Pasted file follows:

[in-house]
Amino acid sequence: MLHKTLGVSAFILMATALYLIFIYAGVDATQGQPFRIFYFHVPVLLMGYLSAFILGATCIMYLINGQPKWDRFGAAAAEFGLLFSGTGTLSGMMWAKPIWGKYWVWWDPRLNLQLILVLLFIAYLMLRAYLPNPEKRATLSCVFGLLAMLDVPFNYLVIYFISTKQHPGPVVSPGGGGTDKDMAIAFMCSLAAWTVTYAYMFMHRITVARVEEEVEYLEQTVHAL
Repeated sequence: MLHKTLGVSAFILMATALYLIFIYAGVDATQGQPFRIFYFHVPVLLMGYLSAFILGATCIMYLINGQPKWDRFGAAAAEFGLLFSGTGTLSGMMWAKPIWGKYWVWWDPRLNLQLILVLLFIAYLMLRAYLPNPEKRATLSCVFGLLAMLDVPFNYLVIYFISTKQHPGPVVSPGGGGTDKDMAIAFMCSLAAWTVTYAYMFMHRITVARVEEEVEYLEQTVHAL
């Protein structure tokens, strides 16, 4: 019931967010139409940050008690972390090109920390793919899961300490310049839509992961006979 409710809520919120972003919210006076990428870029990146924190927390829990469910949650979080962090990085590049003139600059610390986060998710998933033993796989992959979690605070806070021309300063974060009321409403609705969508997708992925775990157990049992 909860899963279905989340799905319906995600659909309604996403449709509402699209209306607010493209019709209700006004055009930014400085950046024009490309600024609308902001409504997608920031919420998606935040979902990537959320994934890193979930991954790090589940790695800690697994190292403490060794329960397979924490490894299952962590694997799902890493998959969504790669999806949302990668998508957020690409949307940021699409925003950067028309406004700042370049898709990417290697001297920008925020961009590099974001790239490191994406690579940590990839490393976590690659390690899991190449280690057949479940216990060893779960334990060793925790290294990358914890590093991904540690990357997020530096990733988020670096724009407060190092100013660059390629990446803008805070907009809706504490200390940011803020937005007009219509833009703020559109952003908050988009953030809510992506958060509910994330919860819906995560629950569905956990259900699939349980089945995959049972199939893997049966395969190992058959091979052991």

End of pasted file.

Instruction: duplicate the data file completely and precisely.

[in-house]
Amino acid sequence: MLHKTLGVSAFILMATALYLIFIYAGVDATQGQPFRIFYFHVPVLLMGYLSAFILGATCIMYLINGQPKWDRFGAAAAEFGLLFSGTGTLSGMMWAKPIWGKYWVWWDPRLNLQLILVLLFIAYLMLRAYLPNPEKRATLSCVFGLLAMLDVPFNYLVIYFISTKQHPGPVVSPGGGGTDKDMAIAFMCSLAAWTVTYAYMFMHRITVARVEEEVEYLEQTVHAL
Repeated sequence: MLHKTLGVSAFILMATALYLIFIYAGVDATQGQPFRIFYFHVPVLLMGYLSAFILGATCIMYLINGQPKWDRFGAAAAEFGLLFSGTGTLSGMMWAKPIWGKYWVWWDPRLNLQLILVLLFIAYLMLRAYLPNPEKRATLSCVFGLLAMLDVPFNYLVIYFISTKQHPGPVVSPGGGGTDKDMAIAFMCSLAAWTVTYAYMFMHRITVARVEEEVEYLEQTVHAL
């Protein structure tokens, strides 16, 4: 019931967010139409940050008690972390090109920390793919899961300490310049839509992961006979 409710809520919120972003919210006076990428870029990146924190927390829990469910949650979080962090990085590049003139600059610390986060998710998933033993796989992959979690605070806070021309300063974060009321409403609705969508997708992925775990157990049992 909860899963279905989340799905319906995600659909309604996403449709509402699209209306607010493209019709209700006004055009930014400085950046024009490309600024609308902001409504997608920031919420998606935040979902990537959320994934890193979930991954790090589940790695800690697994190292403490060794329960397979924490490894299952962590694997799902890493998959969504790669999806949302990668998508957020690409949307940021699409925003950067028309406004700042370049898709990417290697001297920008925020961009590099974001790239490191994406690579940590990839490393976590690659390690899991190449280690057949479940216990060893779960334990060793925790290294990358914890590093991904540690990357997020530096990733988020670096724009407060190092100013660059390629990446803008805070907009809706504490200390940011803020937005007009219509833009703020559109952003908050988009953030809510992506958060509910994330919860819906995560629950569905956990259900699939349980089945995959049972199939893997049966395969190992058959091979052991």